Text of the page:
(AFP) – Dec 26, 2007
TOKYO (AFP) — A Japanese rail operator said Wednesday it plans to introduce the world's fastest train in the next two decades, a next-generation maglev built at a cost of 45 billion dollars.
"Maglev," or magnetically levitated, trains travel above ground through an electromagnetic pull. The only maglev train now in commercial operation is in Shanghai.
Central Japan Railway Co. (JR Central) plans to build a maglev linear-motor train between Tokyo and central Japan at a cost of 5.1 trillion yen (44.7 billion dollars) by the 2025 financial year, a company spokesman said.
"It will be the fastest train ever -- if it beats the one in Shanghai -- with a velocity of about 500 kilometres (310 miles) per hour, travelling a distance of 290 kilometres," he said.
The Shanghai train, launched in 2002, travels at 430 kph for the 30.5 kilometre run from Pudong airport to the financial district, according to the Shanghai Maglev Transportation Development Co.'s website.
JR Central's magnetic-levitated train hit 581 kph in 2003 in a trial run on a test course in Japan's central Yamanashi prefecture, the spokesman said.
The maglev train would enter service at a time when Japan looks for a successor to its famed "Shinkansen" bullet trains, which were first rolled out to the world's awe for the 1964 Tokyo Olympics.
Japan's fasted train remains the Sanyo Shinkansen run by JR West in western Japan, which travels at 300 kph.
The world's fastest train using conventional railway technology is currently France's TGV, which runs at 320 kph.
While the JR Central did not specify the exact location for the maglev, the company in its last annual earnings report wrote of a "first phase" between Tokyo and the central industrial hub of Nagoya.
JR Central said at the time it envisioned eventually building a second phase to link Nagoya with Japan's second city of Osaka.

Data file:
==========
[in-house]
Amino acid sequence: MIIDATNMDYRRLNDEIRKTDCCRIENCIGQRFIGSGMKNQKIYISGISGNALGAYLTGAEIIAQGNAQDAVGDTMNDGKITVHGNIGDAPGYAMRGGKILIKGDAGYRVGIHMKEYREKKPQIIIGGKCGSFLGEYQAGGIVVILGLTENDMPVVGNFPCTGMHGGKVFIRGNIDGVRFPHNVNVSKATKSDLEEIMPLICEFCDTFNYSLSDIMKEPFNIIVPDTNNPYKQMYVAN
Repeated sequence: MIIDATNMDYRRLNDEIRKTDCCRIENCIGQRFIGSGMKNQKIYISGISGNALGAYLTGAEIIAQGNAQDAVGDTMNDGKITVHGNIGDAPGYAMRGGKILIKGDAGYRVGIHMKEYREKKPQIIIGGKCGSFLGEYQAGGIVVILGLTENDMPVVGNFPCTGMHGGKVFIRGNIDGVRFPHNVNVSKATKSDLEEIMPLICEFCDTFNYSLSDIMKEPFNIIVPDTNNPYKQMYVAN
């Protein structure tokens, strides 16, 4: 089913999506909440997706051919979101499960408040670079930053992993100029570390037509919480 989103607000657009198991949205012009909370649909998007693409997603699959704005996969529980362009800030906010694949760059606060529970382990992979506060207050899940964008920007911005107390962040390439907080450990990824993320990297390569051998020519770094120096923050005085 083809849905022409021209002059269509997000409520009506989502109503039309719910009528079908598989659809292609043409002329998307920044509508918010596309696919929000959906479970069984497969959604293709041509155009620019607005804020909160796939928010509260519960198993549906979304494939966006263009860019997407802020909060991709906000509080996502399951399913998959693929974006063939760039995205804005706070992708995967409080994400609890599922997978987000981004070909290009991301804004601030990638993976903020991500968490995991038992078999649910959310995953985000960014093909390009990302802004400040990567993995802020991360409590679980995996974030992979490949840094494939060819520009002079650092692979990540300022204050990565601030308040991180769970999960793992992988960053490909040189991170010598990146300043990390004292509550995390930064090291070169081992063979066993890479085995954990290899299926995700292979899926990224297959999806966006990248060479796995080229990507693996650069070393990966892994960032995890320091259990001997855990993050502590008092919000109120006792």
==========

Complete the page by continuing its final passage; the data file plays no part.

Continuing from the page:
The company's board approved the plan this week and estimated that it would leave the company with a five trillion debt when the train goes into service in the financial year to March 2026.
The firm projects the train will bring in five percent additional revenue in the first year, shrinking JR Central's debt to the current level within eight years of operation, a statement said.
JR Central initially had waited on the plan in hopes of government subsidies.
"The reason why the plan has not moved even a bit is because the government isn't able to bankroll it," JR Central president Masayuki Matsumoto said, as quoted by the Nikkei business daily.
Market players were less convinced.
JR Central shares on the Tokyo Stock Exchange plummeted 100,000 yen or 8.85 percent to 1.03 million yen, despite a gain of 0.65 percent on the benchmark Nikkei-225 index.
A series of other maglev projects are being planned around the world.
Bavaria, Germany's richest state, said in September that it would build the country's first commercial maglev train line by 2014, connecting Munich with its airport 37 kilometres (23 miles) away.
The approval of the maglev, made by engineering groups Siemens and ThyssenKrupp, came despite a test last year in which it crashed into a parked maintenance vehicle, killing 23 people.
China has planned to extend is maglev from Shanghai to Hangzhou, 170 kilometres (105 miles) away, by 2010, although state media reports this year said the project could be delayed or cancelled.
The United States has also been studying locations to build its first commercial maglev service, with one proposal to construct a line between Washington and Baltimore.
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